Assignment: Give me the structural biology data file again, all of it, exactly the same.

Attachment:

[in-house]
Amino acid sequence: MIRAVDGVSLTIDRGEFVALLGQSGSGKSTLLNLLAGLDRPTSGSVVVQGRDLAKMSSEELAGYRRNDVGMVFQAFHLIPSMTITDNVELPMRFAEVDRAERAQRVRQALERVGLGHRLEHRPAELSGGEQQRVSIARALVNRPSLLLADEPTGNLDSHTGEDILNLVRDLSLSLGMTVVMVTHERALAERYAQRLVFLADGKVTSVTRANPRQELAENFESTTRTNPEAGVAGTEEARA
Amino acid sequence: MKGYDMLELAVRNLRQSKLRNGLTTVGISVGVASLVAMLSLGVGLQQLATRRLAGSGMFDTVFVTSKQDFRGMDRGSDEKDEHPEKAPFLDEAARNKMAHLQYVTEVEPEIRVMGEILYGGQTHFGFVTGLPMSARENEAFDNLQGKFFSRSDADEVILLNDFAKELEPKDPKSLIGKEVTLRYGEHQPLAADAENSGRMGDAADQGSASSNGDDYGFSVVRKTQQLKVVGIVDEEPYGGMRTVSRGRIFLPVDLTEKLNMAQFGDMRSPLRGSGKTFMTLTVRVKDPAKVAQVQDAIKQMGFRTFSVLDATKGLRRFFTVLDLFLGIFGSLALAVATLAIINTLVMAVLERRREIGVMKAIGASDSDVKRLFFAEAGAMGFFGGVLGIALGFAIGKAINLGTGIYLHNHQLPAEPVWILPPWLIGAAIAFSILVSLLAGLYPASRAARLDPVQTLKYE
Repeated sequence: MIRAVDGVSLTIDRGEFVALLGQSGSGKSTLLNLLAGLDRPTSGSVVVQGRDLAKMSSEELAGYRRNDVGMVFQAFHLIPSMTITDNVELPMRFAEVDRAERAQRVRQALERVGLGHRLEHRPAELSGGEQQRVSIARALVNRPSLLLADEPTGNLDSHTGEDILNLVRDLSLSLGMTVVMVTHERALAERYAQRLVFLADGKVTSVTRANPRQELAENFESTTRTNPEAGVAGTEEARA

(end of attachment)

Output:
[in-house]
Amino acid sequence: MIRAVDGVSLTIDRGEFVALLGQSGSGKSTLLNLLAGLDRPTSGSVVVQGRDLAKMSSEELAGYRRNDVGMVFQAFHLIPSMTITDNVELPMRFAEVDRAERAQRVRQALERVGLGHRLEHRPAELSGGEQQRVSIARALVNRPSLLLADEPTGNLDSHTGEDILNLVRDLSLSLGMTVVMVTHERALAERYAQRLVFLADGKVTSVTRANPRQELAENFESTTRTNPEAGVAGTEEARA
Amino acid sequence: MKGYDMLELAVRNLRQSKLRNGLTTVGISVGVASLVAMLSLGVGLQQLATRRLAGSGMFDTVFVTSKQDFRGMDRGSDEKDEHPEKAPFLDEAARNKMAHLQYVTEVEPEIRVMGEILYGGQTHFGFVTGLPMSARENEAFDNLQGKFFSRSDADEVILLNDFAKELEPKDPKSLIGKEVTLRYGEHQPLAADAENSGRMGDAADQGSASSNGDDYGFSVVRKTQQLKVVGIVDEEPYGGMRTVSRGRIFLPVDLTEKLNMAQFGDMRSPLRGSGKTFMTLTVRVKDPAKVAQVQDAIKQMGFRTFSVLDATKGLRRFFTVLDLFLGIFGSLALAVATLAIINTLVMAVLERRREIGVMKAIGASDSDVKRLFFAEAGAMGFFGGVLGIALGFAIGKAINLGTGIYLHNHQLPAEPVWILPPWLIGAAIAFSILVSLLAGLYPASRAARLDPVQTLKYE
Repeated sequence: MIRAVDGVSLTIDRGEFVALLGQSGSGKSTLLNLLAGLDRPTSGSVVVQGRDLAKMSSEELAGYRRNDVGMVFQAFHLIPSMTITDNVELPMRFAEVDRAERAQRVRQALERVGLGHRLEHRPAELSGGEQQRVSIARALVNRPSLLLADEPTGNLDSHTGEDILNLVRDLSLSLGMTVVMVTHERALAERYAQRLVFLADGKVTSVTRANPRQELAENFESTTRTNPEAGVAGTEEARA